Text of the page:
Brugnolo expanded on this, saying, “All teachers encourage students to take more challenging courses in order to develop themselves academically. I think students have responded well to these increased demands.”

In response to these increased academic demands, senior Kayla Downs has noticed her peers becoming more focused. “Students are now realizing the importance of passing tests and courses in order to get into college and become successful,” she explained. “Many of my peers and I study before every test, and pay close attention to our caring teachers. Knowing that our hard work is paying off makes me feel an immense sense of pride in our school.”

This remarkable growth is accompanied by an intensely fluctuating demographic in the school’s growing population. Between 2013 and 2018, the amount of Special Education students has risen by 1.5 percent, and the amount of students eligible for free/reduced lunch has risen by 13.4 percent. Though the ELL enrollment number remains fairly constant, their needs are also expanding as the Newcomer class enrollment has grown from 13 students to 60 students.

Despite this, achievement gaps are beginning to close as subgroup improvement rates are outpacing the growth of others. Graduation rates for students eligible for free/reduced lunch have increased by 7 percent between 2012 and 2018, and by 16 percent for Special Education students.

More high needs students are consistently meeting the PSAT and STAR score requirements. In explaining this phenomenon, Martone said “We’ve recognized that as their demographics are changing, we have to ensure that all students are college and career ready. We make adjustments according to the rise in new needs.”

These adjustments include the implementation of the Twilight program, which enables after-school credit recovery, an ELA Summer Program, and a Newcomer course for ELL students. “We try and look at data points to see if our scores are rising in order to focus on all students and give them the support they need,” said Martins.

Supporting students also extends to encouraging their personal academic ambitions. DHS has seen an increase in students taking AP and Honors courses in recent years. Martins said she believes that the expanded accessibility of these rigorous classes has directly contributed to this.

“One of the first things I worked on when I first came here was to detrack the high school, which means that no longer are students placed in classes solely on their academic performance,” she explained.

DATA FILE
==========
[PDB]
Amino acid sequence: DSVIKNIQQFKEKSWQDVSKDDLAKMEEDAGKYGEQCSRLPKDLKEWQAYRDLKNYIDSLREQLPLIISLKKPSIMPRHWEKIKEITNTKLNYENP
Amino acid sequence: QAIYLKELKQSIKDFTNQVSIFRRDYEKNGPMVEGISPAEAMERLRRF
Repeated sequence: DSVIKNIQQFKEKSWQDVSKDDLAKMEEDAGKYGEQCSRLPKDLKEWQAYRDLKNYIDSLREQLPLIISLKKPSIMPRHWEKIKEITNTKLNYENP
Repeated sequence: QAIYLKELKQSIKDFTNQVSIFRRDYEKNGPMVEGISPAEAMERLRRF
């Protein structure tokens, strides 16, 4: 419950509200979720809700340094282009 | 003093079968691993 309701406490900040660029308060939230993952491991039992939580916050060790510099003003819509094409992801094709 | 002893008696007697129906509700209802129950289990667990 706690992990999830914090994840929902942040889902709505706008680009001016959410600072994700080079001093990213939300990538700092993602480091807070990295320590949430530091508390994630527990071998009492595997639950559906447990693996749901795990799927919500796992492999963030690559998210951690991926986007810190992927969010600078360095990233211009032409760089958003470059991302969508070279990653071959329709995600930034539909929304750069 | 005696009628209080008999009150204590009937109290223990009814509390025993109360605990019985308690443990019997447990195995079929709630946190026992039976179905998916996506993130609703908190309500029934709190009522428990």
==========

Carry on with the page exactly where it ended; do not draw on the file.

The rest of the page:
To enroll in an AP course in 2009, a student must have been in the top 10 percent  of their class and had a strong recommendation from their teacher. Now, any student may enroll in an AP course. “If the kid wants to try, they should be allowed to. Supporting all students makes achievement more accessible overall,” Martins said.

DHS still seeks to improve from here. One of the most important questions asked by the DHS staff is how it can be more culturally responsive to its diverse student population.

“For ELL students in particular, it is extremely important that teachers are culturally-responsive in order to increase their responsiveness in the classroom,” explained Brugnolo. “Teachers should learn about the culture of where they came from and learn to apply it to their teaching in order to generate a better relation between ELL students and what is being taught.”

However, many DHS administrators and staff members said  that staying consistent with their improvements will yield similarly positive results in the future. “Continuing to adhere whole group instruction to Common Core Standards, coupled with increased expectations for our students, will allow for more students to reach those standards overall,” said Martone.

Donovan cited hopes for the new change to block scheduling and the inclusion of a FLEX period, saying, “I believe this will continue our trend of student improvements overall.”

The recent academic accomplishments of DHS can best be summarized in Donovan’s conclusion: “Danbury High School has heightened its expectations, and our students have risen to the occasion. We can only anticipate a bright future for us Hatters.”